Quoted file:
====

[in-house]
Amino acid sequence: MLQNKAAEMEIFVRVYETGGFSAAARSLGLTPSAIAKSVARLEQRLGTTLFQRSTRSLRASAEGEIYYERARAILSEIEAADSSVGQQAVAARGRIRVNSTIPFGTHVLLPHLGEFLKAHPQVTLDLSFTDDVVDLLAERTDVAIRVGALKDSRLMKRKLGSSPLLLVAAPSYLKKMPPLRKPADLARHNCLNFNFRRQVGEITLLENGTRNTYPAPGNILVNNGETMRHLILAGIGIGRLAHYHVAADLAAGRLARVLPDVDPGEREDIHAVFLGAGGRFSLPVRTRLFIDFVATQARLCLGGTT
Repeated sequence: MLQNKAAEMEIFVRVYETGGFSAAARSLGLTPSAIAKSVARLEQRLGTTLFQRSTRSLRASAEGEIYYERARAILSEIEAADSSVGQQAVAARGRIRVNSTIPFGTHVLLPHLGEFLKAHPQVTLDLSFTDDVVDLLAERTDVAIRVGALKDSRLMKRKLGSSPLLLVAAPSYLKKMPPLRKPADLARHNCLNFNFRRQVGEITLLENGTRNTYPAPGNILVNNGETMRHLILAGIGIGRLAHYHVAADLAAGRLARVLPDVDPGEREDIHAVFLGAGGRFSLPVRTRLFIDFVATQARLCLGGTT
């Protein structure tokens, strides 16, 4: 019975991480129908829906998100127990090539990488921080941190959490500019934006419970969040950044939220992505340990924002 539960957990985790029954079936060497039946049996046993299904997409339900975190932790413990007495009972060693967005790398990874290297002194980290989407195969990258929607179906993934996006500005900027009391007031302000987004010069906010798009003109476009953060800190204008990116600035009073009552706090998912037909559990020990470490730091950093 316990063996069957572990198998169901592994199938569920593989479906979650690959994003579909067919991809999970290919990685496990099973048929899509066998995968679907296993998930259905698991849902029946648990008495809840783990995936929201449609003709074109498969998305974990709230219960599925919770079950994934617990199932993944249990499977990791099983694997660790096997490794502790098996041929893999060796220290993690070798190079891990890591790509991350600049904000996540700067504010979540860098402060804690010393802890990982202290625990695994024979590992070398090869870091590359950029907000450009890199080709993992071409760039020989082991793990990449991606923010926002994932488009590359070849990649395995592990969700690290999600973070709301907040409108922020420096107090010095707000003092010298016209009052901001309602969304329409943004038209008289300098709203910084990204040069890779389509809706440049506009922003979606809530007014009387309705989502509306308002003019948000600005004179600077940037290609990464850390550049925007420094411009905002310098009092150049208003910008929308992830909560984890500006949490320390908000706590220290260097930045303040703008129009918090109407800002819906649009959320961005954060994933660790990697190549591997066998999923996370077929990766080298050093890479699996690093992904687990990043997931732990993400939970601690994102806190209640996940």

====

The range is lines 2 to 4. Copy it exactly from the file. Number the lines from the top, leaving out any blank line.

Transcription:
Amino acid sequence: MLQNKAAEMEIFVRVYETGGFSAAARSLGLTPSAIAKSVARLEQRLGTTLFQRSTRSLRASAEGEIYYERARAILSEIEAADSSVGQQAVAARGRIRVNSTIPFGTHVLLPHLGEFLKAHPQVTLDLSFTDDVVDLLAERTDVAIRVGALKDSRLMKRKLGSSPLLLVAAPSYLKKMPPLRKPADLARHNCLNFNFRRQVGEITLLENGTRNTYPAPGNILVNNGETMRHLILAGIGIGRLAHYHVAADLAAGRLARVLPDVDPGEREDIHAVFLGAGGRFSLPVRTRLFIDFVATQARLCLGGTT
Repeated sequence: MLQNKAAEMEIFVRVYETGGFSAAARSLGLTPSAIAKSVARLEQRLGTTLFQRSTRSLRASAEGEIYYERARAILSEIEAADSSVGQQAVAARGRIRVNSTIPFGTHVLLPHLGEFLKAHPQVTLDLSFTDDVVDLLAERTDVAIRVGALKDSRLMKRKLGSSPLLLVAAPSYLKKMPPLRKPADLARHNCLNFNFRRQVGEITLLENGTRNTYPAPGNILVNNGETMRHLILAGIGIGRLAHYHVAADLAAGRLARVLPDVDPGEREDIHAVFLGAGGRFSLPVRTRLFIDFVATQARLCLGGTT
């Protein structure tokens, strides 16, 4: 019975991480129908829906998100127990090539990488921080941190959490500019934006419970969040950044939220992505340990924002 539960957990985790029954079936060497039946049996046993299904997409339900975190932790413990007495009972060693967005790398990874290297002194980290989407195969990258929607179906993934996006500005900027009391007031302000987004010069906010798009003109476009953060800190204008990116600035009073009552706090998912037909559990020990470490730091950093 316990063996069957572990198998169901592994199938569920593989479906979650690959994003579909067919991809999970290919990685496990099973048929899509066998995968679907296993998930259905698991849902029946648990008495809840783990995936929201449609003709074109498969998305974990709230219960599925919770079950994934617990199932993944249990499977990791099983694997660790096997490794502790098996041929893999060796220290993690070798190079891990890591790509991350600049904000996540700067504010979540860098402060804690010393802890990982202290625990695994024979590992070398090869870091590359950029907000450009890199080709993992071409760039020989082991793990990449991606923010926002994932488009590359070849990649395995592990969700690290999600973070709301907040409108922020420096107090010095707000003092010298016209009052901001309602969304329409943004038209008289300098709203910084990204040069890779389509809706440049506009922003979606809530007014009387309705989502509306308002003019948000600005004179600077940037290609990464850390550049925007420094411009905002310098009092150049208003910008929308992830909560984890500006949490320390908000706590220290260097930045303040703008129009918090109407800002819906649009959320961005954060994933660790990697190549591997066998999923996370077929990766080298050093890479699996690093992904687990990043997931732990993400939970601690994102806190209640996940």